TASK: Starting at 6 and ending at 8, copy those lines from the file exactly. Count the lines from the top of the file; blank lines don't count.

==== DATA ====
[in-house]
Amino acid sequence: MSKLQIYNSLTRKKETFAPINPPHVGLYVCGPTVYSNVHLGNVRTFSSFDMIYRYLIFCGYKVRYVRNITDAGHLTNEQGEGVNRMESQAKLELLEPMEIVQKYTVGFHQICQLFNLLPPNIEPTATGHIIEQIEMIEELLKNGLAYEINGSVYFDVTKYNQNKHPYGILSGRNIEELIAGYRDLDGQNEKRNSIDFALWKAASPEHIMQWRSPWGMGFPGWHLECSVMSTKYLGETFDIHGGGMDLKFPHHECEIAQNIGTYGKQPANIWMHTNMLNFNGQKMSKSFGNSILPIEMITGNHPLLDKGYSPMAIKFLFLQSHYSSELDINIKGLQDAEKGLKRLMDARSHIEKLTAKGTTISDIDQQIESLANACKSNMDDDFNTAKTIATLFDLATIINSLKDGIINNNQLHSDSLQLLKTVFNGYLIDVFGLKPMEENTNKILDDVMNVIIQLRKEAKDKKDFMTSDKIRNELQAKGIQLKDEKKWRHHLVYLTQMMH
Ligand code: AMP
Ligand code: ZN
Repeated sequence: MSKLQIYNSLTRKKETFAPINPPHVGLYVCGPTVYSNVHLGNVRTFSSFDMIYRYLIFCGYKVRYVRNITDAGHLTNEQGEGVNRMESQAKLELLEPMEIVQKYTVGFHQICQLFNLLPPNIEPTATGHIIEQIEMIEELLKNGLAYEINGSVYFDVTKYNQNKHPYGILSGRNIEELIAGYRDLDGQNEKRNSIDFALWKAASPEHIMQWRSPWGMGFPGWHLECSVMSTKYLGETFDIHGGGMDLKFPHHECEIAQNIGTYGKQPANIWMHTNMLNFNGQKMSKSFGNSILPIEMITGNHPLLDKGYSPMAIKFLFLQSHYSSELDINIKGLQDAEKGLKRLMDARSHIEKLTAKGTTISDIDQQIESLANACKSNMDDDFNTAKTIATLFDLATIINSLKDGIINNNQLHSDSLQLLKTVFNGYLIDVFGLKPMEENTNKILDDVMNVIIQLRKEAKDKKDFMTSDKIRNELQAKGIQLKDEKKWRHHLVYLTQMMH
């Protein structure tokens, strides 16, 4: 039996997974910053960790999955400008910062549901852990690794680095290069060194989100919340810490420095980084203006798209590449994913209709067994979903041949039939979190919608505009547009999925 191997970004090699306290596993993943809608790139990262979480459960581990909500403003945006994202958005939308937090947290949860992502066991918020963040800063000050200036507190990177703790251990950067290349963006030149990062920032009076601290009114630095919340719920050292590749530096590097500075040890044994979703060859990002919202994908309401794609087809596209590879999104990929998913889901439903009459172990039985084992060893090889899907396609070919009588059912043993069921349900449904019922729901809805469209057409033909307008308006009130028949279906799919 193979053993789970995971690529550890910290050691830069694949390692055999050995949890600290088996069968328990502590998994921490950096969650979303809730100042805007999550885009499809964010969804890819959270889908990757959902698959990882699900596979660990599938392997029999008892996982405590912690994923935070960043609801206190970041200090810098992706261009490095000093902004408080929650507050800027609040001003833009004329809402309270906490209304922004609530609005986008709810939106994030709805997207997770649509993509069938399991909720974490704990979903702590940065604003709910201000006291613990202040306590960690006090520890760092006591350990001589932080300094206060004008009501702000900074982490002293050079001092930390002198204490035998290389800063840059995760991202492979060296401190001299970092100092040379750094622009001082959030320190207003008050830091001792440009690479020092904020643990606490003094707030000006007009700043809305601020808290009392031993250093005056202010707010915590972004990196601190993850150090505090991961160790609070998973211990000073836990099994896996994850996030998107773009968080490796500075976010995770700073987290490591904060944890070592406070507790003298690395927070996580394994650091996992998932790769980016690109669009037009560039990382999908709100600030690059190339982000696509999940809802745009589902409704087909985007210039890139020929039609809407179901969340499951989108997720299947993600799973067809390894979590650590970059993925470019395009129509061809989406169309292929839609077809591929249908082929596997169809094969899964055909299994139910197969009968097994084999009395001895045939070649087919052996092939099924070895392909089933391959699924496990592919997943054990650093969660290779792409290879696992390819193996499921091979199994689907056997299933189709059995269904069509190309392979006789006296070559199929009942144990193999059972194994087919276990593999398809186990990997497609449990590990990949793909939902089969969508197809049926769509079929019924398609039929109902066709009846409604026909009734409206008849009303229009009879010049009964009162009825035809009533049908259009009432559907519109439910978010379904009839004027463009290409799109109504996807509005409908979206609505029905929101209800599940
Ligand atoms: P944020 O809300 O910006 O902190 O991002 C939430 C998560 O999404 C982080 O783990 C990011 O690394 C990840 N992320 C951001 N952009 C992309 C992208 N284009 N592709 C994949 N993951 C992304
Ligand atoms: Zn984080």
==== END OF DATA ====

């Protein structure tokens, strides 16, 4: 039996997974910053960790999955400008910062549901852990690794680095290069060194989100919340810490420095980084203006798209590449994913209709067994979903041949039939979190919608505009547009999925 191997970004090699306290596993993943809608790139990262979480459960581990909500403003945006994202958005939308937090947290949860992502066991918020963040800063000050200036507190990177703790251990950067290349963006030149990062920032009076601290009114630095919340719920050292590749530096590097500075040890044994979703060859990002919202994908309401794609087809596209590879999104990929998913889901439903009459172990039985084992060893090889899907396609070919009588059912043993069921349900449904019922729901809805469209057409033909307008308006009130028949279906799919 193979053993789970995971690529550890910290050691830069694949390692055999050995949890600290088996069968328990502590998994921490950096969650979303809730100042805007999550885009499809964010969804890819959270889908990757959902698959990882699900596979660990599938392997029999008892996982405590912690994923935070960043609801206190970041200090810098992706261009490095000093902004408080929650507050800027609040001003833009004329809402309270906490209304922004609530609005986008709810939106994030709805997207997770649509993509069938399991909720974490704990979903702590940065604003709910201000006291613990202040306590960690006090520890760092006591350990001589932080300094206060004008009501702000900074982490002293050079001092930390002198204490035998290389800063840059995760991202492979060296401190001299970092100092040379750094622009001082959030320190207003008050830091001792440009690479020092904020643990606490003094707030000006007009700043809305601020808290009392031993250093005056202010707010915590972004990196601190993850150090505090991961160790609070998973211990000073836990099994896996994850996030998107773009968080490796500075976010995770700073987290490591904060944890070592406070507790003298690395927070996580394994650091996992998932790769980016690109669009037009560039990382999908709100600030690059190339982000696509999940809802745009589902409704087909985007210039890139020929039609809407179901969340499951989108997720299947993600799973067809390894979590650590970059993925470019395009129509061809989406169309292929839609077809591929249908082929596997169809094969899964055909299994139910197969009968097994084999009395001895045939070649087919052996092939099924070895392909089933391959699924496990592919997943054990650093969660290779792409290879696992390819193996499921091979199994689907056997299933189709059995269904069509190309392979006789006296070559199929009942144990193999059972194994087919276990593999398809186990990997497609449990590990990949793909939902089969969508197809049926769509079929019924398609039929109902066709009846409604026909009734409206008849009303229009009879010049009964009162009825035809009533049908259009009432559907519109439910978010379904009839004027463009290409799109109504996807509005409908979206609505029905929101209800599940
Ligand atoms: P944020 O809300 O910006 O902190 O991002 C939430 C998560 O999404 C982080 O783990 C990011 O690394 C990840 N992320 C951001 N952009 C992309 C992208 N284009 N592709 C994949 N993951 C992304
Ligand atoms: Zn984080």